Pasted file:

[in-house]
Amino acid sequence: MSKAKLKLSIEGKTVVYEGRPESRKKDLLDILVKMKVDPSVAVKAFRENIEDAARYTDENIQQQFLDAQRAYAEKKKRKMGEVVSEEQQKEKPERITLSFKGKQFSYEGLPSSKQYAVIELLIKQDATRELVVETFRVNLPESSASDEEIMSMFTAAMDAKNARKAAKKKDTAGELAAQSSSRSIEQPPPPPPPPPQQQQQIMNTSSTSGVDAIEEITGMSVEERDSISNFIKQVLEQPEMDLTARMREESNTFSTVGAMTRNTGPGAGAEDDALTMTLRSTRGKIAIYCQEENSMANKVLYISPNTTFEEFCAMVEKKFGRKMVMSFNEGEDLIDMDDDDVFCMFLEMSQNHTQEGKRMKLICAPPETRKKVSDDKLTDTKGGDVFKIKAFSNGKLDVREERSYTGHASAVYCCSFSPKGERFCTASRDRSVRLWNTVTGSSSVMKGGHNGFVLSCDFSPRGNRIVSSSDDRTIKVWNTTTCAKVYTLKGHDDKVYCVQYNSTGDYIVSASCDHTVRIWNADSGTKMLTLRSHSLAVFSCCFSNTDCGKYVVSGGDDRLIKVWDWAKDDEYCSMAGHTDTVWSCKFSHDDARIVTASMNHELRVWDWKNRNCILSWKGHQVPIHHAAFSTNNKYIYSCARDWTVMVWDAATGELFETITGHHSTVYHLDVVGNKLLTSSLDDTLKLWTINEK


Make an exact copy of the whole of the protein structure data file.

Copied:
[in-house]
Amino acid sequence: MSKAKLKLSIEGKTVVYEGRPESRKKDLLDILVKMKVDPSVAVKAFRENIEDAARYTDENIQQQFLDAQRAYAEKKKRKMGEVVSEEQQKEKPERITLSFKGKQFSYEGLPSSKQYAVIELLIKQDATRELVVETFRVNLPESSASDEEIMSMFTAAMDAKNARKAAKKKDTAGELAAQSSSRSIEQPPPPPPPPPQQQQQIMNTSSTSGVDAIEEITGMSVEERDSISNFIKQVLEQPEMDLTARMREESNTFSTVGAMTRNTGPGAGAEDDALTMTLRSTRGKIAIYCQEENSMANKVLYISPNTTFEEFCAMVEKKFGRKMVMSFNEGEDLIDMDDDDVFCMFLEMSQNHTQEGKRMKLICAPPETRKKVSDDKLTDTKGGDVFKIKAFSNGKLDVREERSYTGHASAVYCCSFSPKGERFCTASRDRSVRLWNTVTGSSSVMKGGHNGFVLSCDFSPRGNRIVSSSDDRTIKVWNTTTCAKVYTLKGHDDKVYCVQYNSTGDYIVSASCDHTVRIWNADSGTKMLTLRSHSLAVFSCCFSNTDCGKYVVSGGDDRLIKVWDWAKDDEYCSMAGHTDTVWSCKFSHDDARIVTASMNHELRVWDWKNRNCILSWKGHQVPIHHAAFSTNNKYIYSCARDWTVMVWDAATGELFETITGHHSTVYHLDVVGNKLLTSSLDDTLKLWTINEK